GP Short Notes

GP Short Notes # 609, 15 January 2022

Mali: Tensions escalate as ECOWAS imposes sanctions
Apoorva Sudhakar

What happened?
On 13 January, UN Secretary-General Antonio Guterres called on Mali's military government to outline an "acceptable election timetable." Al Jazeera quoted Guterres: "I am working with the ECOWAS and the African Union to create conditions which can allow the government of Mali to adopt a reasonable and acceptable position to accelerate a transition which has already been under way for a long time."

On 9 January, the Economic Community of West African States imposed sanctions on Mali, ordering for the closure of land and air borders, a trade embargo, freeze over Mali's assets in ECOWAS banks, and suspending non-essential financial transactions. 

On 10 January, the military spokesperson announced Mali's decision to recall its ambassadors to the ECOWAS countries and close its borders in response to the sanctions. On the same day, coup leader and head of Mali's transitional government Colonel Assimi Goita termed the sanctions "illegitimate, illegal and inhumane." However, he said, Mali was open to dialogue to reach a consensus with the ECOWAS. On the same day, France backed the ECOWAS decision at the UN Security Council; however, Russia and China blocked the French endorsement. 

What is the background?
First, the immediate background. The sanctions signify the ECOWAS's rejection of the junta's revised timeline for the transition period. On 30 December, citing deepening insecurity in Mali, the military government proposed that the presidential and legislative polls scheduled for February 2022 be delayed by six months to five years. With this, the transition to civilian rule would be completed by 2026. The ECOWAS, however, insisted on the polls being held in February. 

Second, Mali's suspension from the ECOWAS. In May 2021, following the second coup by Goita, in less than nine months, Mali was suspended from the ECOWAS. The coup had taken place despite the threat of sanctions looming since the first coup in August 2020. The August coup was briefly met with sanctions which were lifted after Goita assured the ECOWAS of a return of civilian governance.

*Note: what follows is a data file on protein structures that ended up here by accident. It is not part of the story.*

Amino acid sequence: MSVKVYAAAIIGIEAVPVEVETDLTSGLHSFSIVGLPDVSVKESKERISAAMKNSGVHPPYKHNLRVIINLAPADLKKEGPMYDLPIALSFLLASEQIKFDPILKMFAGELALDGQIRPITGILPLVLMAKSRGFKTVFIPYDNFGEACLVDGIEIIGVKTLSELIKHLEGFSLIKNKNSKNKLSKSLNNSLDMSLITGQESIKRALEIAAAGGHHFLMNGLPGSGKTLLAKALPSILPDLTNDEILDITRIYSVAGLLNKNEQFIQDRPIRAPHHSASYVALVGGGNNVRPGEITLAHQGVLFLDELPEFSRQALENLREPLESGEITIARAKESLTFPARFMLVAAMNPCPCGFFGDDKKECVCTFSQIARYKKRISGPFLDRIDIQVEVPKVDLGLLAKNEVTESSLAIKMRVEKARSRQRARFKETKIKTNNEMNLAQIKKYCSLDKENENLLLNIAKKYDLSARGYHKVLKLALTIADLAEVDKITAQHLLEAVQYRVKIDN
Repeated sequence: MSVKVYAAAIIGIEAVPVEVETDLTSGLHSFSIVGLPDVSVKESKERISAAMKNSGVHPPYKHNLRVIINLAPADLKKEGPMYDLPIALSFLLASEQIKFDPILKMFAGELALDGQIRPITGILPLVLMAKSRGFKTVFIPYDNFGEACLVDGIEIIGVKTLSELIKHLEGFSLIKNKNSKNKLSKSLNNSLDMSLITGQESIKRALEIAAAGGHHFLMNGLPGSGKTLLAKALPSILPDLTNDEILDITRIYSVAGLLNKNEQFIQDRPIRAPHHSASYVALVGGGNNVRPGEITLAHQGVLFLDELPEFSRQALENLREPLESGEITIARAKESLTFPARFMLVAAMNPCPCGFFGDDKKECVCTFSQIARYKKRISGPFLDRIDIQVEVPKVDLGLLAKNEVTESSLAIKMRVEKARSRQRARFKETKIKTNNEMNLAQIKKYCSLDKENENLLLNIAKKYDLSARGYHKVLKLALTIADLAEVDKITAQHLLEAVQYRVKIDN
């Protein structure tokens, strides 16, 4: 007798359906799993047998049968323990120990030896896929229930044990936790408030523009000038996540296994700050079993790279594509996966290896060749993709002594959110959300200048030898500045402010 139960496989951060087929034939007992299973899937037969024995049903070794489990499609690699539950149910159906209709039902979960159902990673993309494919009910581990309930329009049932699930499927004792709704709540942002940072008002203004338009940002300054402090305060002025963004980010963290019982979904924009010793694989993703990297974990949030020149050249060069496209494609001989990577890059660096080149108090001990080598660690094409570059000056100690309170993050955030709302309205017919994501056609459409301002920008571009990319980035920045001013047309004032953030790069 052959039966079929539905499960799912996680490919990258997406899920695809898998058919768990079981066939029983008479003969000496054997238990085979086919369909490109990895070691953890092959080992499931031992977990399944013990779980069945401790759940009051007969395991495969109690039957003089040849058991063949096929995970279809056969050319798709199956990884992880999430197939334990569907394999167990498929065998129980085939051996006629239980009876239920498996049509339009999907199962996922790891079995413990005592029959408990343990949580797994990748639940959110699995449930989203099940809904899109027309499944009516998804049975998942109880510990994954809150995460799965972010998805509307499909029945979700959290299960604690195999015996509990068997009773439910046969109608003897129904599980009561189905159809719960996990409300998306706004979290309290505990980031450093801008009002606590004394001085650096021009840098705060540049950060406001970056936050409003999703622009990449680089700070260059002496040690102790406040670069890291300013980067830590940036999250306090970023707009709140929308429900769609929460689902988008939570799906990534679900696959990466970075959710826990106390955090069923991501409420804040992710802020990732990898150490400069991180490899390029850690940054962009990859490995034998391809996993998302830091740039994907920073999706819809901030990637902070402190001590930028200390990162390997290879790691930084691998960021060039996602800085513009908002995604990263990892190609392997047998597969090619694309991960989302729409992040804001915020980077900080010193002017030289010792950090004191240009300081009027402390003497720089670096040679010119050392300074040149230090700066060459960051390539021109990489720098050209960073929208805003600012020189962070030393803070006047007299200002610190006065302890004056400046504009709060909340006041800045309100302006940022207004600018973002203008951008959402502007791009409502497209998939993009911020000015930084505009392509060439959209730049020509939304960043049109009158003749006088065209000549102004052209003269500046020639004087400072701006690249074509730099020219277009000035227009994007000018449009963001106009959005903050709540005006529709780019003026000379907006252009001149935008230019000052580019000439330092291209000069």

Third, internal responses in Mali. Mali's response to the revised timeline and sanctions has been mixed. A 10-party coalition rejected the proposed extension of the timeline, maintaining that the decision had not been discussed and was unreasonable. Some civilians, too, called for the re-establishment of democracy. On the other hand, the junta also enjoys popularity in Mali as it acknowledges the anti-French sentiment among the population. Following the announcement of sanctions, the junta called on protesters to demonstrate against the ECOWAS decision. 

Fourth, the role of foreign powers. The junta believes the sanctions were influenced by external powers, hinting at France with a strong external presence in Mali since 2013. In recent times, France and other Western powers have expressed concern over reports speculating the presence of Russian mercenaries, from the Wagner Group, in Mali. Mali has denied the presence of Russian mercenaries. Meanwhile, Russia termed the Western apprehensions double standards and maintained that Mali has the right to have ties with other partners.

What does it mean?
First, the imposition of sanctions shows that ECOWAS can put its foot down, contrary to previous notions of the regional organization being weak. The decision could also send a message to other countries in the region, like Guinea, which witnessed a coup in September. Meanwhile, the willingness to hold dialogue with the ECOWAS indicates that Mali understands the impact the sanctions are likely to have on the country. 

Second, the junta's stance that external interests drive the sanctions could work in its favour. Since Goita came to power in May 2021, the transitional government has been looking for justification for the coup to the population, which is increasingly wary of the French presence in the country.

Third, the West's apprehensions over the alleged Russian involvement and the latter's denial could lead to increased complexities within Mali, making it a hotspot soon. 

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